Gettysburg College is a private, four-year liberal arts college founded in 1832, in Gettysburg, Pennsylvania, United States, adjacent to the famous battlefield. Its athletic teams are nicknamed the Bullets. Gettysburg College has about 2,700 students, with roughly equal numbers of men and women. Gettysburg students come from 43 states and 32 countries. In 2012, U.S. News & World Report ranked it 46th among Best Liberal Arts Colleges. The college is the home of The Gettysburg Review, a literary magazine. Wikipedia.
News Article | May 10, 2017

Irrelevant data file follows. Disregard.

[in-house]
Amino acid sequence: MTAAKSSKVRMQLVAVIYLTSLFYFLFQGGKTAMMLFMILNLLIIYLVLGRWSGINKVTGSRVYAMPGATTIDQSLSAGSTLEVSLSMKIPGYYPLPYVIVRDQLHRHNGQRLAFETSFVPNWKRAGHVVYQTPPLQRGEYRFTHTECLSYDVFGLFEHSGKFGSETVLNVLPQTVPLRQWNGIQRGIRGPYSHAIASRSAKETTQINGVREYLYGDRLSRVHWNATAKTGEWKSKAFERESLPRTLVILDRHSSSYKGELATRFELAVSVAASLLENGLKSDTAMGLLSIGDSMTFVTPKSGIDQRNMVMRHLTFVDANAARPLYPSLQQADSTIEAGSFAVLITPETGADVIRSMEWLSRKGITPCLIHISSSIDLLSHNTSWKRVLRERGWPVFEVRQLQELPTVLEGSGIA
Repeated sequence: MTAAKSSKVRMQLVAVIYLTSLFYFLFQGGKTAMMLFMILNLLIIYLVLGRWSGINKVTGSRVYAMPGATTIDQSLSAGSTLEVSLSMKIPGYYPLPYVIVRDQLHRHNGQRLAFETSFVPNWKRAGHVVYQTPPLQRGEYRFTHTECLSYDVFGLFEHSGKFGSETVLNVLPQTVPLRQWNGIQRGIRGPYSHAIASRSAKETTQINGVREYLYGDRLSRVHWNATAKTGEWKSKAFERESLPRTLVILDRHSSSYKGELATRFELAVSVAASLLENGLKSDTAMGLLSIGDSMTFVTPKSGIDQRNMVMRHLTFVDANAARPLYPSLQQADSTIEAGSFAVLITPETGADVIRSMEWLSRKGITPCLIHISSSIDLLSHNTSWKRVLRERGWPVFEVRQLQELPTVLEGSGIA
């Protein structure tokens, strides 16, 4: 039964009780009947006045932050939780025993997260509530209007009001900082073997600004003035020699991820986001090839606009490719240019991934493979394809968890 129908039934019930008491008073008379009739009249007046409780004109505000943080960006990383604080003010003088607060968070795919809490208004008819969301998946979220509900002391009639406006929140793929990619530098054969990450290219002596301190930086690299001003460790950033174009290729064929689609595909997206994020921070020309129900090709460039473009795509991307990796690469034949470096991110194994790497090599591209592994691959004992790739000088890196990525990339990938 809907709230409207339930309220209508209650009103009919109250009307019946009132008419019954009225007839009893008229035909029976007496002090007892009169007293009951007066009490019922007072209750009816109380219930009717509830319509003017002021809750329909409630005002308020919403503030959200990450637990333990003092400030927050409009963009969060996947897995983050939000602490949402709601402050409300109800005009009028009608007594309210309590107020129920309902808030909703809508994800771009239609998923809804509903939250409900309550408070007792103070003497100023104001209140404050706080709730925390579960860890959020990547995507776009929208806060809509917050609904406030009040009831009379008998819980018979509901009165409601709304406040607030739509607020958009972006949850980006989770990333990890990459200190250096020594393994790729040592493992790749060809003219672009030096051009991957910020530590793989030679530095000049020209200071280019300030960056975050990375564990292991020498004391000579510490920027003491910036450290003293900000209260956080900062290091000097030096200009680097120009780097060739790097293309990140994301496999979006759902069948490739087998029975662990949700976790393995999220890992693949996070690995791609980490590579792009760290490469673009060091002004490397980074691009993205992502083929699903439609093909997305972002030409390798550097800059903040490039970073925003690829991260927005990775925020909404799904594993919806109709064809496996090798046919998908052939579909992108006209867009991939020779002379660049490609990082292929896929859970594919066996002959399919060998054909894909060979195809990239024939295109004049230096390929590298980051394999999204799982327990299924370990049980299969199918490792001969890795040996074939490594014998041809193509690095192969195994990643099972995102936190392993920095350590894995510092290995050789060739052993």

LearnHowToBecome.org, a leading resource provider for higher education and career information, has determined its ranking of the best colleges in Pennsylvania for 2017. 50 four-year schools were included on the list, with University of Pennsylvania, Lehigh University, Carnegie Mellon University, Duquesne University and University of Scranton ranked as the top five. 25 two-year schools were also ranked, with Thaddeus Stevens College of Technology, Harrisburg Area Community College—Harrisburg, University of Pittsburgh—Titusville, Bucks County Community College and Manor College taking the top five spots on the list. A list of all winning schools is included below. “These Pennsylvania colleges and universities offer not only great degree programs but also excellent resources for preparing students for post-college careers,” said Wes Ricketts, senior vice president of LearnHowToBecome.org. “They have demonstrated superior overall value to students by providing an overall positive, high-quality educational experience.” To be included on the “Best Colleges in Pennsylvania” list, institutions must be regionally accredited, not-for-profit schools. Each college is also ranked on metrics like the variety of degree programs offered, the number of employment and academic resources offered, financial aid availability, graduation rates and annual alumni earnings 10 years after entering college. Complete details on each college, their individual scores and the data and methodology used to determine the LearnHowToBecome.org “Best Colleges in Pennsylvania” list, visit: Best Four-Year Colleges in Pennsylvania for 2017 include: Allegheny College Arcadia University Bryn Mawr College Bucknell University Carnegie Mellon University Cedar Crest College Chatham University DeSales University Dickinson College Drexel University Duquesne University Eastern University Elizabethtown College Franklin and Marshall College Gannon University Gettysburg College Gwynedd Mercy University Haverford College Holy Family University Immaculata University Juniata College King's College La Salle University Lafayette College Lebanon Valley College Lehigh University Marywood University Mercyhurst University Messiah College Misericordia University Moravian College Muhlenberg College Pennsylvania State University-Main Campus Rosemont College Saint Francis University Saint Joseph's University Saint Vincent College Susquehanna University Swarthmore College Temple University University of Pennsylvania University of Pittsburgh-Pittsburgh Campus University of Scranton University of the Sciences Ursinus College Villanova University Washington & Jefferson College Westminster College Widener University-Main Campus York College Pennsylvania Best Two-Year Colleges in Pennsylvania for 2017 include: Bucks County Community College Butler County Community College Commonwealth Technical Institute Community College of Allegheny County Community College of Beaver County Community College of Philadelphia Delaware County Community College Harcum College Harrisburg Area Community College - Harrisburg Johnson College Lackawanna College Lehigh Carbon Community College Luzerne County Community College Manor College Montgomery County Community College Northampton County Area Community College Pennsylvania Highlands Community College Pennsylvania Institute of Technology Pittsburgh Institute of Aeronautics Reading Area Community College Rosedale Technical Institute Thaddeus Stevens College of Technology University of Pittsburgh - Titusville Valley Forge Military College Westmoreland County Community College ### About Us: LearnHowtoBecome.org was founded in 2013 to provide data and expert driven information about employment opportunities and the education needed to land the perfect career. Our materials cover a wide range of professions, industries and degree programs, and are designed for people who want to choose, change or advance their careers. We also provide helpful resources and guides that address social issues, financial aid and other special interest in higher education. Information from LearnHowtoBecome.org has proudly been featured by more than 700 educational institutions.